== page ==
july%202%20009

by Rene Lalonde

The issue of arena closures will be one of the first major issues that Regina’s new city council will have to tackle. Council will be forced to evaluate the issue closely in the new year, as six new multi-use arenas are opened at Evraz Place. Four of the six facilities are expected to be ready for the start of the World Junior Hockey Championships in December.

Because of a shortage in ice time, many hockey teams have been forced to travel up to 100 km outside the city for available ice for practices and games. The city is hoping the new ice surfaces will fill that need. With the six new ice surfaces and the closure of the old Exhibition Stadium, the total number of indoor arenas in Regina will increase from 12 to 17. But questions are being raised as to whether that big an increase in facilities is feasible.

Photo: Work being done at one of Regina's six new arenas.

A report prepared for the City of Regina by Vancouver-based Professional Environmental Recreation Consultants Ltd in 2008 considered the possibility of the city closing up to four city arenas. The report, Regina Recreational Facility Strategy 2020, is a proposed 10-year plan that would phase out up to four city-owned arenas, depending on demand, with the Optimist and the Kinsmen rinks topping the list.

“There is more than enough demand for ice time in Regina to warrant keeping all eight city arenas open, even with the addition of six new arenas at Evraz Place,” says Tim Anderson, president of the Canadian Union of Public Employees, Local 21.

Ward 8 councillor Mike O'Donnell said that there has not been any discussion at the city council level about rink closure.

“If the demand is there, we’d have to seriously look at keeping them all open. If there is no demand and we have rinks sitting vacant, we’d have to consider closure … really, the ball sits in the public’s court.”

Building of the Co-operators Centre, the name for the new ice arenas, was part of major upgrades to Evraz Place. The overall price tag for the upgrades, which also included renovations to the Brandt Centre, is expected to be in the $60-70 million range. Funding is being split by the three levels of government.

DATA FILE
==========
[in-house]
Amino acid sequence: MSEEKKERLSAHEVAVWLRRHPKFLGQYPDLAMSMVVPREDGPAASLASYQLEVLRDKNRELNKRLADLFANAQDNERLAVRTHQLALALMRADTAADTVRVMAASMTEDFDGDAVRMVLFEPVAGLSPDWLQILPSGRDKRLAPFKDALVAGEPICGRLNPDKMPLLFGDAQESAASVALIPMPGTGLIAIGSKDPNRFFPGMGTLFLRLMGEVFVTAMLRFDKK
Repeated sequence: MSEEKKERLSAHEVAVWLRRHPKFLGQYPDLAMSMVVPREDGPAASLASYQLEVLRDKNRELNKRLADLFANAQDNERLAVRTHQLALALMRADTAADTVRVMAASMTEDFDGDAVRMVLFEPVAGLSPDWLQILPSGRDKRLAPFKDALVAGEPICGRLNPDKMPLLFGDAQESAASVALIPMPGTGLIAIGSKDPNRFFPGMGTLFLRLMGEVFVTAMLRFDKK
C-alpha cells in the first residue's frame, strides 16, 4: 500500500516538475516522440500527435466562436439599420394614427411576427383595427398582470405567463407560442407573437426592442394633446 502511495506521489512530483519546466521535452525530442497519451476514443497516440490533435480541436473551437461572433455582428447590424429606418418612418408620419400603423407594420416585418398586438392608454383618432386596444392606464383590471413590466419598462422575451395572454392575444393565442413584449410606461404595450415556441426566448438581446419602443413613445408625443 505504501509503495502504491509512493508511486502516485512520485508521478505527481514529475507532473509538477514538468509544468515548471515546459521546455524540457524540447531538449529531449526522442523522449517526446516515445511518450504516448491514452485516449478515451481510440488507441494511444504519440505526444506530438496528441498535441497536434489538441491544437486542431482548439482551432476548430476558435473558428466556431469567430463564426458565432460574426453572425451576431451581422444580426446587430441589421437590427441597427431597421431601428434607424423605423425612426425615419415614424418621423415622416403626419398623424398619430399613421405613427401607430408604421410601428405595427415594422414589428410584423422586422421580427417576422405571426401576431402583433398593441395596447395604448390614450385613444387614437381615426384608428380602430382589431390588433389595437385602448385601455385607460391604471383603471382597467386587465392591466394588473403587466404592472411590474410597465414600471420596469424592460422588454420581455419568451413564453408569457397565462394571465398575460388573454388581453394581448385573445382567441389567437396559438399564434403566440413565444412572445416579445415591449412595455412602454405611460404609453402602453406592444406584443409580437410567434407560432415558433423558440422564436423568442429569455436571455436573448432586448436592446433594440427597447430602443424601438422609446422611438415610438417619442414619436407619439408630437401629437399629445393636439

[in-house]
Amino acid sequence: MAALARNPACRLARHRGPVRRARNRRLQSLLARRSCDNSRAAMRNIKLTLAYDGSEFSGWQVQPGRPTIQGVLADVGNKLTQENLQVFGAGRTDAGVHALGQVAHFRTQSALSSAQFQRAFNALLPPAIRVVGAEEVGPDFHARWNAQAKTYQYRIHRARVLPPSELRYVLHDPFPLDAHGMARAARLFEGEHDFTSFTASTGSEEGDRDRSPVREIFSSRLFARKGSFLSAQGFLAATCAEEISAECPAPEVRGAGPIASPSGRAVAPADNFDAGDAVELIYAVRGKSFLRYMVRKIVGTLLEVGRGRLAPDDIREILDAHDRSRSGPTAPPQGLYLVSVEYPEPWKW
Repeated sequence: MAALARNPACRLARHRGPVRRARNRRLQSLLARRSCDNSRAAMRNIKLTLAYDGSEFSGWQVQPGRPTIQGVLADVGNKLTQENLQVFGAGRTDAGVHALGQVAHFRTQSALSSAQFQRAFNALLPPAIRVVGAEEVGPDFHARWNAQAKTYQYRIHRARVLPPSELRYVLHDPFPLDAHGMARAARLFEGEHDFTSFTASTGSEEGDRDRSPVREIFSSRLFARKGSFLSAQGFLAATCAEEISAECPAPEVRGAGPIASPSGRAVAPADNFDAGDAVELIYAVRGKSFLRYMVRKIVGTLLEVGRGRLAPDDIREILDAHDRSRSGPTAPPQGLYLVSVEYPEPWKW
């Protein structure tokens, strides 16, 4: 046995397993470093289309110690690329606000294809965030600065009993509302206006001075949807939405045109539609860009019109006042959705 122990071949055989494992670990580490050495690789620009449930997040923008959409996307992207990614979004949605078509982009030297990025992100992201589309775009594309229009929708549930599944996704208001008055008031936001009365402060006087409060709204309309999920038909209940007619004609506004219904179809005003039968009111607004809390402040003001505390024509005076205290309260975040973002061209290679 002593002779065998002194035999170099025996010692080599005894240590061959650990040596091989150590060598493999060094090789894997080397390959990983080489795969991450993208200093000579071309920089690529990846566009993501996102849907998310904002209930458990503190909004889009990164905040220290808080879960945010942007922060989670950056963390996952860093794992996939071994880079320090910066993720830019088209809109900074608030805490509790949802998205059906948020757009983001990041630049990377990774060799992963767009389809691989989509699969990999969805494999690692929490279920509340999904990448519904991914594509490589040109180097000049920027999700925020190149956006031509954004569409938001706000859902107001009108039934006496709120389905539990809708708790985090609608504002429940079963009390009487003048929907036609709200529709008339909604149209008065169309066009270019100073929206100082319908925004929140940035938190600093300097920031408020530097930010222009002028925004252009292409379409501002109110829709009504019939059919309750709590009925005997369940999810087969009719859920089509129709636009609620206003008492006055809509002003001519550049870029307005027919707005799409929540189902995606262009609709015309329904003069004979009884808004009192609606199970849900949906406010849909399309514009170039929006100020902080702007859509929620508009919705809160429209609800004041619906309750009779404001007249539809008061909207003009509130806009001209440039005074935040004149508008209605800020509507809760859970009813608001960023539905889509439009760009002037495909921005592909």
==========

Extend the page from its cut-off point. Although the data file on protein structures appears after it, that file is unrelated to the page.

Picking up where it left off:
The Co-operators Centre provides more convention space for the Canadian Western Agribition, the Royal Red, Buffalo Days, and the Western Canada Farm Progress Show. The ultimate goal of the new facilities is to attract other major national and international events. But outgoing councillor Jerry Flegel said it was also necessary to keep some of the current events in Regina.

“Royal Red was a big reason we pushed for this upgrade … if the facilities weren’t fixed up, they were out of here and that’s a $15-20 million hit in economic activity to the city.”

Anderson wonders whether the rinks will be consistently busy during the hockey season.

“We're not sure they're going to be able to provide ice-time during winter months if they're trying to attract those large events.”

Currently, arenas in Regina are classified in three groups. The first being the Sherwood Twin Arenas, which is privately owned by Canlan Ice Sports Corp. The second group is eight single sheet arenas owned and operated by the City of Regina. Lastly, Evraz Place controls the Brandt Centre – where the Pats are the only regular tenant – and the six soon to be opened multi-use arenas.

 Anderson questions the availability of the Co-operators Centre. “Once we close the city-run arenas, then we're more dependent on Evraz Place.”

A decision on rink closures will not occur until the end of the 2009-10 hockey season. Flegel said that an alternative to closing rinks would be to allow interested user groups to acquire some of the older arenas.

“They would run them and be responsible for them … right now they’re all in ok shape.”

With a subject that affects so many people at a local level, this issue may make it a rougher tenure for this city council.